South Africa’s rand weakened early on Thursday as demand for emerging currencies continued to ebb due to growing concerns over the impact of the coronavirus on the global economy.
At 0645 GMT the rand was 0.32% weaker at 18.5600 per dollar from an opening level of 18.4980, extending losses from the previous session triggered by a grim economic outlook given by the U.S. central bank.
Moves in risk currencies globally, including the rand, have been sentiment-driven in recent sessions, with investors mostly staying on the sidelines as they weigh the prospects of a quick economic recovery against signs of a second wave of COVID-19 infections.
U.S. Federal Reserve chairman Jerome Powell on Wednesday gave a sobering assessment of the U.S. economic outlook in a closely watched speech that quickened a move to safe-haven assets.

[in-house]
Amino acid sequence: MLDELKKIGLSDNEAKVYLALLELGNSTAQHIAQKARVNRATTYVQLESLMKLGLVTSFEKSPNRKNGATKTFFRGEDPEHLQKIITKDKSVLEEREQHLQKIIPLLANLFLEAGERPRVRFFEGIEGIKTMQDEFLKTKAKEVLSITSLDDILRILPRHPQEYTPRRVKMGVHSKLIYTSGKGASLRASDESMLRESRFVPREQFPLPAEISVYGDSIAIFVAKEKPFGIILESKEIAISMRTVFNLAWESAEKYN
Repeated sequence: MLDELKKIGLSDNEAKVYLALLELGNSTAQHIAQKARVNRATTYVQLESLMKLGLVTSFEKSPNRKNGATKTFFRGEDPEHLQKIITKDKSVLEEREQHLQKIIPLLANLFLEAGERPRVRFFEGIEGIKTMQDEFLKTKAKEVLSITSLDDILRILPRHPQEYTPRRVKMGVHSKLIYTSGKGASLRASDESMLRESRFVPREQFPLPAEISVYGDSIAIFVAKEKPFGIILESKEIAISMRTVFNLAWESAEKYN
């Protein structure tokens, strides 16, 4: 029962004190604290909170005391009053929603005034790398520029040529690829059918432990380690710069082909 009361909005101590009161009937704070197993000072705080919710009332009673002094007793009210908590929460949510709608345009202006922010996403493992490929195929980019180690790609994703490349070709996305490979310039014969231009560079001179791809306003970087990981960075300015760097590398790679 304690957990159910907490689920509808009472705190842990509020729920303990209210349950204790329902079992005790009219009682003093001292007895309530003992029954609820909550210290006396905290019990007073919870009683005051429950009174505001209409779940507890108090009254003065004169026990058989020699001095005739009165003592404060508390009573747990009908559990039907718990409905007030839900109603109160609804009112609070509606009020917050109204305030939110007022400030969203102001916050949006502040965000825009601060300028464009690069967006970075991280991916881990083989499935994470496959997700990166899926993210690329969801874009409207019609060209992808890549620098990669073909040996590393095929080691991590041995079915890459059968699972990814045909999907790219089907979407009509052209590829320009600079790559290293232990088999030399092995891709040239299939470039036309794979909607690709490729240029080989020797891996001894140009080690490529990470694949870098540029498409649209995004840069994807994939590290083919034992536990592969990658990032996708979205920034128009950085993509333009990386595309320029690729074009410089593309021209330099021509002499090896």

The grim outlook highlights South Africa’s economic fragility, with its dependence on trade with and investments from the United States, China and the European Union.
President Cyril Ramaphosa’s announcement late on Wednesday that the country would move to a phase 3 lockdown and further ease restrictions on the economy by the end of the month failed to spur optimism overnight.
“The longer the lockdown persists the weaker household and corporate finances become on a macro level,” said Investec chief economist Annabel Bishop in a note.
Weaker demand is likely to persist even after a full reopening of the economy, she said, as consumers’ ability to spend will have been eroded. “Demand will lag reopening the economy materially.”
Bonds reflected the sour risk mood, with the yield on the government issue due in 2030 up 15 basis points to 9.585%.